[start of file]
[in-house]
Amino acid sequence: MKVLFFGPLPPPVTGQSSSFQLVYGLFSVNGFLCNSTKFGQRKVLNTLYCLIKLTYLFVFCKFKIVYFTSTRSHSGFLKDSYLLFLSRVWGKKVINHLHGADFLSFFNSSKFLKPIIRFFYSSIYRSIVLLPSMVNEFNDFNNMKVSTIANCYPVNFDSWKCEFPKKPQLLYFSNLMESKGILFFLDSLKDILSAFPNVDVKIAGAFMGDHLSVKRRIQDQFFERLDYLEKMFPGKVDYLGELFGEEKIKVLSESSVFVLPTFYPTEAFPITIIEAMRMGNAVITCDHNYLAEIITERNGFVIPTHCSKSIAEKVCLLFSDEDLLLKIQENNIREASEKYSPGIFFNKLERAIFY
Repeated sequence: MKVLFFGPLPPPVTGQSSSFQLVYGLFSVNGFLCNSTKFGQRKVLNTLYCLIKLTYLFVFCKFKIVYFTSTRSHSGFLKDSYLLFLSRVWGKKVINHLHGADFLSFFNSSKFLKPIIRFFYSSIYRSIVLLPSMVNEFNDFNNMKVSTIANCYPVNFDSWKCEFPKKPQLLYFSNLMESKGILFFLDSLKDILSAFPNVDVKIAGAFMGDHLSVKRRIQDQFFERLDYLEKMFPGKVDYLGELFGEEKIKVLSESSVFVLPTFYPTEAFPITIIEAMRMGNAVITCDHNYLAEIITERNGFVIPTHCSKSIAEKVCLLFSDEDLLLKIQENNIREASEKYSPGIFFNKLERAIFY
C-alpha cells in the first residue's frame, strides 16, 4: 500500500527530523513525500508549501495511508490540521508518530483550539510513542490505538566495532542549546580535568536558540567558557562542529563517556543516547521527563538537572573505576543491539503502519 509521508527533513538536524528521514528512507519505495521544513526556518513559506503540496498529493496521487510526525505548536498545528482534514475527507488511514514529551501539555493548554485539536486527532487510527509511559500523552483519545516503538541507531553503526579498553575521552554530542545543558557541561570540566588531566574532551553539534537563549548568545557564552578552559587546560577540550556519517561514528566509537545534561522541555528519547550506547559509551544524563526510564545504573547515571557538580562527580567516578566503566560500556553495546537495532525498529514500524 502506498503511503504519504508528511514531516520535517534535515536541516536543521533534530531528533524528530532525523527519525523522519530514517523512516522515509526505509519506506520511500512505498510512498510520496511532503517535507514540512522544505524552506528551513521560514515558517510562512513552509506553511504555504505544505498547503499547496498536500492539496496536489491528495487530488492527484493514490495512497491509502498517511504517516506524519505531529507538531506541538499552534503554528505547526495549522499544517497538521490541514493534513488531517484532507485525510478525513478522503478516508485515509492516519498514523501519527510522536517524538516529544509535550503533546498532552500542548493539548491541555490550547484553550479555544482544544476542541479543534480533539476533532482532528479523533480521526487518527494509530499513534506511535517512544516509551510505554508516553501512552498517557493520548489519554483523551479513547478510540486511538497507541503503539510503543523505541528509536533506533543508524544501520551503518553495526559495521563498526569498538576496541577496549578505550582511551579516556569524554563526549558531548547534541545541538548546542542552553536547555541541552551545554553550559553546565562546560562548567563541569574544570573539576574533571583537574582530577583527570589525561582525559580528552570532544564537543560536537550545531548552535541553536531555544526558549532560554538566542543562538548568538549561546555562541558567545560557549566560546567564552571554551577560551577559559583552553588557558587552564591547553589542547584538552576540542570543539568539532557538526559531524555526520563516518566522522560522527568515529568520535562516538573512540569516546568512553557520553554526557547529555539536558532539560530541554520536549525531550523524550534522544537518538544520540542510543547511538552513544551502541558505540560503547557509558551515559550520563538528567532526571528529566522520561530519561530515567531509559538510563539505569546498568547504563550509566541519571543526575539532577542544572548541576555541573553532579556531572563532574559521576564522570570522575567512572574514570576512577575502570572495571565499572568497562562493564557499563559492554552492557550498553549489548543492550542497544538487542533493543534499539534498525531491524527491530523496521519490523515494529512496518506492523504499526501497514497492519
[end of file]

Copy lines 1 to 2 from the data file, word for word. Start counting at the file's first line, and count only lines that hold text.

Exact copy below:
[in-house]
Amino acid sequence: MKVLFFGPLPPPVTGQSSSFQLVYGLFSVNGFLCNSTKFGQRKVLNTLYCLIKLTYLFVFCKFKIVYFTSTRSHSGFLKDSYLLFLSRVWGKKVINHLHGADFLSFFNSSKFLKPIIRFFYSSIYRSIVLLPSMVNEFNDFNNMKVSTIANCYPVNFDSWKCEFPKKPQLLYFSNLMESKGILFFLDSLKDILSAFPNVDVKIAGAFMGDHLSVKRRIQDQFFERLDYLEKMFPGKVDYLGELFGEEKIKVLSESSVFVLPTFYPTEAFPITIIEAMRMGNAVITCDHNYLAEIITERNGFVIPTHCSKSIAEKVCLLFSDEDLLLKIQENNIREASEKYSPGIFFNKLERAIFY